|What Is Celtic
The North Stand (photo)
What Is It Like For Visiting Supporters?
Where To Drink?
Lisbon Lions Stand (photo)
How To Get There By Car & Where To Park
Main (South) Stand (photo)
Programme & Fanzines
Layout Of The Ground
Record & Average Attendance
Celtic Park Location Map
|What Is Celtic Park Like?|
Park (although known to many fans by the name of the
Parkhead area in which it is situated) is simply a
massive stadium that can be seen from miles around.
Three quarters of the ground have been re-developed
in recent years greatly improving the overall look.
The ground is totally enclosed, with the three new
sides being two tiered. The lower tiers of these
stands are huge and come up to roughly the same
height as the older Main (South) Stand which is also
two tiered, just showing how large they are. The
upper tiers of the new North Stand does have a few
supporting pillars, which may obstruct your view
(the club do however issue reduced price tickets for
those seats effected). The Main Stand is unusual as
it has a large roof, most of which is translucent,
which makes it look quite striking. The translucency
helps keep the pitch in good condition. A television
gantry is also suspended from beneath its roof.
However with the Main Stand being far smaller then
the other sides, the ground looks a little
imbalanced. Still if this was to be re-developed at
some point in the future then I'm sure Celtic Park
would be in the running for the best club ground in
Britain. However, I understand that this may be
sometime off as the Main Stand is a listed building.
There are also two large video screens suspended
from beneath the roof at either end of the ground.
The quality of the image shown on these screens are
superb. Another unusual aspect of the ground is that
it has a number of seats that can be heated in cold
|What Is It Like For Visiting Supporters?|
are housed in the lower corner of the Lisbon Lions
Stand at one end of the ground.
The views of the playing action and the facilities provided within this stand are adequate, although it should be noted that there are a number of restricted view seats in the away section, for which the club charge a lower admission fee. There are also betting facilities available within the ground. The atmosphere within Celtic Park is normally superb and it is a great stadium to watch football in. As most games are normally sold out, make sure that you have a match ticket, before you decide to travel.
|Where To Drink?|
|As would be expected most bars around the Parkhead area, are partisan & particularly busy. It is probably best to drink in the city centre beforehand. However most of these bars will not serve fans wearing football colours.|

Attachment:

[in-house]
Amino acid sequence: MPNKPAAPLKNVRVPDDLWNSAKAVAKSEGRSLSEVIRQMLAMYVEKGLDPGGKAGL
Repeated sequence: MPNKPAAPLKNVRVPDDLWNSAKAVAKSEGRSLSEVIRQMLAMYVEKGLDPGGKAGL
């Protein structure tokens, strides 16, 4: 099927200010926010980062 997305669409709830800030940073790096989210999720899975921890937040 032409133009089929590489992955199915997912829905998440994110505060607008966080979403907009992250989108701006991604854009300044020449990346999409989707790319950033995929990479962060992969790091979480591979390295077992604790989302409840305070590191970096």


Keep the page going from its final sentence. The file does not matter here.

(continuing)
|How To Get There By Car & Where To Park|
The ground is on the
East side of Glasgow on the A74 (London Road).
The North and East:
Glasgow Central & Queens Street railway stations are around a 30 minute walk away from the ground. Probably best to jump in a taxi (about £5). Otherwise if you arrive at Glasgow Central you can take a local train to Dalmarnock station which is about a ten minute walk away from the ground. Paul Boyd provides the following directions to the ground; 'As you come out of the station entrance, turn right and proceed to the end of the road. Turn left into Dalmarnock Road and proceed up to the traffic lights at the junction with Mill Street. Turn right at those lights into Mill Street and proceed all the way along Mill Street until you reach the traffic lights at London Road (at the junction with the Police Station). From there, you turn right and Celtic Park is around 250 yards up the road on the left hand side'.
Remember if travelling by train then you can normally save on the cost of fares by booking in advance. Visit the thetrainline website to see how much you can save.
operate a category system of games, so that the most
popular games are priced more then others.
|Programme Price & Fanzines|
Official Programme £2.
|Glasgow Celtic FC fixture list (takes you to the BBC Sports Website).|
There are six wheelchair spaces made available to away fans in the North & East Stands. Wheelchair users are charged £8, which includes the admittance of one helper. Places must be booked in advance with the Club on 0141 551-4311.
The Club offer regular tours of the stadium, which cost £8.50 for adults and £5.50 for children or Family tickets (2 adults + 2 children, or 1 adult + 3 children) are available at £20. Tours should be booked in advance by calling 0141 551 4308.
|Connor Cunningham (Hearts) 7/10/12|
|Record & Average Attendance|
92,000 v Glasgow Rangers, 1938.
2012-2013: 46,917 (Premier League)
2011-2012: 50,904 (Premier League)
2010-2011: 48,978 (Premier League)
require hotel accommodation in the area then first
try a hotel booking service provided by Late
Rooms. They offer all types of accommodation to
suit all tastes and pockets from; Budget Hotels,
Traditional Bed & Breakfast establishments to
Five Star Hotels and Serviced Apartments. Plus
their booking system is straightforward and easy
to use. Yes this site will earn a small commission
if you book through them, but it will go to help
with the running costs of keeping the Guide
going. The Hotels listing also includes
details of how far away the accommodation is
located from Celtic Park.
Access their Glasgow Hotels and Guest Houses page.
Remember that you can use the above link or panel below to book any other hotels that you may need for business or leisure, either in the UK or abroad.
|Map Showing The Location Of Celtic Park In Glasgow|
anything is incorrect or you have something to add,
please e-mail me email@example.com
and I'll update the guide.
© Duncan Adams 2014. All rights reserved.